The hype is real for Emerald Fennell’s directorial debut Promising Young Woman, I watched it twice on the same day prince brain told me it was worth it! Here we have a clever and unpredictable dark comedy that felt more original than the average revenge-centered movies out there. Carey Mulligan as Cassie gives the best performance she has ever given, which is all because of Fennell’s screenplay that leaves an unexpected ending. And as a man who believes we are the worst, you know this makes you think, especially when it’s over. If the scene where Mulligan and Bo Burnham sing “Stars are Blind” doesn’t make you happy, I don’t know what does. 


3) ‘Palm Springs’ (Max Barbakow, Hulu)

No comedy made me laugh more or made me feel good inside than the Sundance favorite Palm Springs. I thought it was really good on the first viewing, but I reached the love level upon the second, and I couldn’t stop thinking about it since. This time-loop rom-com starring the always charming Andy Samberg and the beautifully underrated Cristin Milioti was refreshing to watch when most of us felt like reliving the same day throughout last year, but wouldn’t it be better to do it with someone special? While it’s full of hilarious moments, it gives you time to think about living the best life you can that gives you insight when re-watching. I can easily say this is a film I can throw on any given day or watch a scene to bring my mood up. Great chemistry from its two leads, loads of fun, and never delving into dullness. If you have Hulu and haven’t heard of this, then everybody should watch Palm Springs (emphatic period).


2) ‘Soul’ (Pete Docter & Kemp Powers, Disney/ Pixar)

Soul was my most anticipated animated film of the year, and it’s honestly Pixar’s best original work that can connect to us all most profoundly and physiologically. The reason Pete Docter is one of, if not the best director working for the acclaimed studio is that he knows how to make something easily thought-provoking not only for children but for adults. Having its message about finding out why you’re meant to be on Earth is important to all of us out there. For some reason, I’ve been self-loathing in my head recently when I just know I’m not good enough for anything I can accomplish, and the more I thought about Soul, it’s able to get me to understand there are those around me who might appreciate what I give to myself. The animation is jaw-dropping, the voice talents of Jamie Foxx as Joe Gardner and Tina Fey as 22 made for an impressive pair, it’s super hilarious, and the score from Trent Reznor and Atticus Ross is the most amazing score all year. Two worthy Pixar movies in one year; talk about a plus. If nobody ruins this for me and everyone else, life would be grand.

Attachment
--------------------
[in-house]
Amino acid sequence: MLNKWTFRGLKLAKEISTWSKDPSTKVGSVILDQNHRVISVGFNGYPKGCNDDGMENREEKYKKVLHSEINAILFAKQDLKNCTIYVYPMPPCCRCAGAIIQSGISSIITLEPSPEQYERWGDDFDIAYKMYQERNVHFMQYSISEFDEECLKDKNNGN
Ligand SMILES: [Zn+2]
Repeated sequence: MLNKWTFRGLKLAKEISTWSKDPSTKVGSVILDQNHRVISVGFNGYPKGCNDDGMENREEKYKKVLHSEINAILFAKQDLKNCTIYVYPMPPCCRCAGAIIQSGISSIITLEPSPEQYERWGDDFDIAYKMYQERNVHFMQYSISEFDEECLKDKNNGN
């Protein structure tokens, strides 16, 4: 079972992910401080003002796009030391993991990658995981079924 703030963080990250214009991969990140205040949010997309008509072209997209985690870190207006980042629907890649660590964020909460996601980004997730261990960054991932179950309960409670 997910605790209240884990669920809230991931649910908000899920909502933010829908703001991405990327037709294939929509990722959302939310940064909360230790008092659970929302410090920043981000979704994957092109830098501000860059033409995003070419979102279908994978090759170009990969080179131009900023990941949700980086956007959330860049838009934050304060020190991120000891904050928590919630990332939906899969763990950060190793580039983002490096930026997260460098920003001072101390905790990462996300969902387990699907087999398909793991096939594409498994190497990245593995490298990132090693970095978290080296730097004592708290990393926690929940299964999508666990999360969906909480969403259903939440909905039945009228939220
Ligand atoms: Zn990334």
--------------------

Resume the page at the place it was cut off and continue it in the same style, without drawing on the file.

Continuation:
1) ‘Nomadland’ (Chloé Zhao, Searchlight Pictures)

Out of every movie that was lucky enough to be released, nothing made me understand life more than Searchlight Picture’s Nomadland. Having little information before watching it, it shows its audience a lifestyle of Americans around the country that has yet been explored: the life of a Nomad. Writer, director & editor Chloé Zhao perfectly handled adapting Jessica Bruder’s non-fiction novel to a captivating level of peacefulness. For the two hours, it was like you’re also traveling on this adventure with Frances McDormand, who gives another phenomenal and understanding performance as Fern. Zhao’s direction felt almost like a documentary, adding much authenticity when most of the cast are real-life nomads, believe it or not.

The biggest takeaway from all of this is taking the good parts of life for a moment and what makes it great. Never have a seen a film that presents human discovery vividly. There will be those who won’t love it, but when it shows a breath of fresh of its beautiful filmmaking, cinematography, and balance of nuance, Nomadland is a character study that hasn’t left my mind in the past month, and that’s worth being my #1 of 2020. If there’s a film deserving of the Best Picture win, then this is your potential champion.